Martin Brundle has revealed he had mixed emotions about his famous grid-walks having to be shelved for the 2020 season.
The Sky Sports F1 co-commentator and pundit is renowned for his pre-race interviews on a crowded grid with drivers past and present, plus officials, celebrities and even ‘Martin’s random person’, selected when no obvious target is nearby.
But with the global health pandemic having slashed the number of dignitaries allowed in the F1 paddock, let alone on the grid, in 2020, the popular bunfight was put on hold until social distancing can be eased.
While admitting he enjoys the buzz provided by the feature, Brundle was also somewhat relieved about being able to take a step back from a segment of the TV coverage in which just about anything can happen.
“I always think it’s about 30% as exciting to be on the grid with live television as it is being a driver,” said Brundle during a video interview with Motorsport Magazine.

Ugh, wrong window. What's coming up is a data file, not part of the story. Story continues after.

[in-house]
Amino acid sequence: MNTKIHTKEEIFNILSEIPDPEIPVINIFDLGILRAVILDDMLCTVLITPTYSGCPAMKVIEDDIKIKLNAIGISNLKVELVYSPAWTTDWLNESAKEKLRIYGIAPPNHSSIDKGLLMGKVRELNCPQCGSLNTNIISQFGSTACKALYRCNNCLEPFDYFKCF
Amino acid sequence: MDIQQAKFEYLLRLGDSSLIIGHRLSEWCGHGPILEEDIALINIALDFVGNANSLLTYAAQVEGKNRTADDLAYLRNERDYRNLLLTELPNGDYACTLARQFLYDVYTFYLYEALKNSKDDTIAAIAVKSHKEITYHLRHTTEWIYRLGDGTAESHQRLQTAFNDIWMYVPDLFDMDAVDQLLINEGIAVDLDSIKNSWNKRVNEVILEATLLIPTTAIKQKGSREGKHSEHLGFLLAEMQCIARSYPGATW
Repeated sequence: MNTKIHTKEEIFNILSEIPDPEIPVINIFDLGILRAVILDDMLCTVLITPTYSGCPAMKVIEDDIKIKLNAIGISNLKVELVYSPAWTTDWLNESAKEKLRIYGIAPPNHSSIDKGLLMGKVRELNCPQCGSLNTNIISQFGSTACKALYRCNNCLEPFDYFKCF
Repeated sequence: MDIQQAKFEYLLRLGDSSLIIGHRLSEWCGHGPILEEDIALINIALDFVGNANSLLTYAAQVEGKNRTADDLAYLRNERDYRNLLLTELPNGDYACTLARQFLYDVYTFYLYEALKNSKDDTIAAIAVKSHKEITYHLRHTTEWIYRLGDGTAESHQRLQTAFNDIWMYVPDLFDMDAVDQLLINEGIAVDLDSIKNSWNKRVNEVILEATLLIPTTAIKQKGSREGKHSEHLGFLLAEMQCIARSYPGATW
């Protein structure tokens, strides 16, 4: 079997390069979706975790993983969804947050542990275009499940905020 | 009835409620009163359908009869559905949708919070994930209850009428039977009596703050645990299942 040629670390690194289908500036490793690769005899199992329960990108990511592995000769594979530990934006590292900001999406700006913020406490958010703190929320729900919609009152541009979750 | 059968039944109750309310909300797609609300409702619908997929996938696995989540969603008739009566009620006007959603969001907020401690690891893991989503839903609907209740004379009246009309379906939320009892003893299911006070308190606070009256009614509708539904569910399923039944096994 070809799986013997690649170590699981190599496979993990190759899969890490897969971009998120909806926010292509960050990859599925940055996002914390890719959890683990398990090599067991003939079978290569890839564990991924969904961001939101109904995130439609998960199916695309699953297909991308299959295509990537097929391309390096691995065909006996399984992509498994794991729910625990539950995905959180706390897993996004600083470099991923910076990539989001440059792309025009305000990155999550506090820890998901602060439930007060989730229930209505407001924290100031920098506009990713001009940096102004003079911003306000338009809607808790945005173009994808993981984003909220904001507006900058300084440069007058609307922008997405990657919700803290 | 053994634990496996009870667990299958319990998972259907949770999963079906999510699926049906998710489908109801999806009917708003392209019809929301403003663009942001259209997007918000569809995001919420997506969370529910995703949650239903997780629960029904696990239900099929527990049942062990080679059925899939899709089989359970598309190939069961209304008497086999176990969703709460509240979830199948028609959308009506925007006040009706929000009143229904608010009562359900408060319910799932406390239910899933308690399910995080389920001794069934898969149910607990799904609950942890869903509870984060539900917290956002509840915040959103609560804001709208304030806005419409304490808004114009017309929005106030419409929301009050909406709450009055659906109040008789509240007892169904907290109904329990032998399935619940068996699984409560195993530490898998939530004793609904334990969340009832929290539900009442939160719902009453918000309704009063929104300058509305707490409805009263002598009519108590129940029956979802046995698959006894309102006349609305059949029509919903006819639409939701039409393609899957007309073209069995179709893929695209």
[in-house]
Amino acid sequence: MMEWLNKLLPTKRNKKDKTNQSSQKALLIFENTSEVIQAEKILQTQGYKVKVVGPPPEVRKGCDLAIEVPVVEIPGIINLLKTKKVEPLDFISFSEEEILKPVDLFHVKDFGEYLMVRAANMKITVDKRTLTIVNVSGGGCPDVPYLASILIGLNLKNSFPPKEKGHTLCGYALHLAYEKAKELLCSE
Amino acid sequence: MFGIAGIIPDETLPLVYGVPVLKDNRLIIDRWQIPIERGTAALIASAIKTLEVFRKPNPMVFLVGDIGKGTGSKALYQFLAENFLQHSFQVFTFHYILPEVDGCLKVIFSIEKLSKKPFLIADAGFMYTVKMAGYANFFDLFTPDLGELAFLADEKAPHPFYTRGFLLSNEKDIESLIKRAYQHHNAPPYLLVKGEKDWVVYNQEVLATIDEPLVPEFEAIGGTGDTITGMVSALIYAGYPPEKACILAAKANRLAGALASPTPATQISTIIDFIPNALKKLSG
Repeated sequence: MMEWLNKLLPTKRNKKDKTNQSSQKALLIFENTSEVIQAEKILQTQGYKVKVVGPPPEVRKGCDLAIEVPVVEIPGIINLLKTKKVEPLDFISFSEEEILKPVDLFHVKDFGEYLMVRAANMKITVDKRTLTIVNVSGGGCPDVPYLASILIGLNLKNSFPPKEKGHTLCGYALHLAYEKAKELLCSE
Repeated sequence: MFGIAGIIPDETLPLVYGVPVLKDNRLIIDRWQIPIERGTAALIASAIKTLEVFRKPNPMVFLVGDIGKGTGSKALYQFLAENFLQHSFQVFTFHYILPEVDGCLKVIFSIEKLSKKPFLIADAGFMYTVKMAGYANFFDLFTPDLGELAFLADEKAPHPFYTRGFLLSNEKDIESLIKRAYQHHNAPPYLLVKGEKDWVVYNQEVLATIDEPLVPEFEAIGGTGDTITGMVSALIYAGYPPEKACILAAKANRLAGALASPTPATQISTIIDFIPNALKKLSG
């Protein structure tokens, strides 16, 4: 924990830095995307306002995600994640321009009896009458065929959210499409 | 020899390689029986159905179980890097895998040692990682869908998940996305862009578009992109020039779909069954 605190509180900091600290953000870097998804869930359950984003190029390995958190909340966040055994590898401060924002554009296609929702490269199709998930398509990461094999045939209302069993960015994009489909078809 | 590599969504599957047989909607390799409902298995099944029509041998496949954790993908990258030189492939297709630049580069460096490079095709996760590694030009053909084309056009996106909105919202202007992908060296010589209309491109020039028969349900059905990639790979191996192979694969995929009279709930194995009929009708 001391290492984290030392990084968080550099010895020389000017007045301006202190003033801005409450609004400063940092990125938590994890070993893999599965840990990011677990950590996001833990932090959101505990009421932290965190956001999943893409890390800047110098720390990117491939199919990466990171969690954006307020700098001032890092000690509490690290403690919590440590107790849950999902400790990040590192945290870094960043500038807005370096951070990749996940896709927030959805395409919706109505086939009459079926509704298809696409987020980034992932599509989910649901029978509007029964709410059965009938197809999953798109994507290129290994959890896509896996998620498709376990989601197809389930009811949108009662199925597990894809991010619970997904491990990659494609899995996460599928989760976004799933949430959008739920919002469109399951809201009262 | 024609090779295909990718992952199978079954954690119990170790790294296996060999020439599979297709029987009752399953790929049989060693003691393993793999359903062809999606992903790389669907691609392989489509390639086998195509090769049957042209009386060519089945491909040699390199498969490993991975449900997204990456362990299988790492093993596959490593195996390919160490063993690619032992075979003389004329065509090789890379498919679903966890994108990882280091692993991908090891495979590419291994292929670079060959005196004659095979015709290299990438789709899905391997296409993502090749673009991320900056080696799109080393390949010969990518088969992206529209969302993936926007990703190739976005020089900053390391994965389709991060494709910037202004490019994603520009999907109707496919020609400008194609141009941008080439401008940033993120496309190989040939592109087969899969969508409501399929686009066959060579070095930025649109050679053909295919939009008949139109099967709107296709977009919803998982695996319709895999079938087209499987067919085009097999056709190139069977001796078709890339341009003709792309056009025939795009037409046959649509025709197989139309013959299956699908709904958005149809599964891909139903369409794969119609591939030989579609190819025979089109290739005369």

“I like the challenge and it makes me nervous because it’s eight or nine minutes of live television, unscripted, unrehearsed, and just ‘go’.
“It makes me nervous mostly because it’s my alter ego. I do not recognise that person who interrupts three World Champions having a conversation together and I go barging in, or some movie star who doesn’t want to talk to me or a footballer who only speaks Spanish.
“I’ve had some classically good moments on the grid and some classically bad ones. If you just practice talking for nine minutes with not knowing anything in particular that’s going to happen next it’s quite a long time, so nonsense does come out of my head.
“I’ve never watched one and I’ve never said this so far through this pandemic but I’m really pleased I don’t have to do them at the moment. But equally, I’ll be really pleased when I’m allowed to do it again.”
Brundle, who said he is “looking at a new deal” about extending his 25-year TV career, is now 61 and nevertheless thinks his remaining shelf life in the role may be relatively short.
“Someone will come along and blow me out of the water soon in terms of their knowledge, work-rate and what they are prepared to do to make Formula 1 television,” he added. “I’m surprised it hasn’t happened already, to be honest.
“I haven’t started a grand prix since 1996 and I get away with that as long as I’m still really up to date. It’s life – you have to call it the way you see it and if you make a mistake, you have to say so.”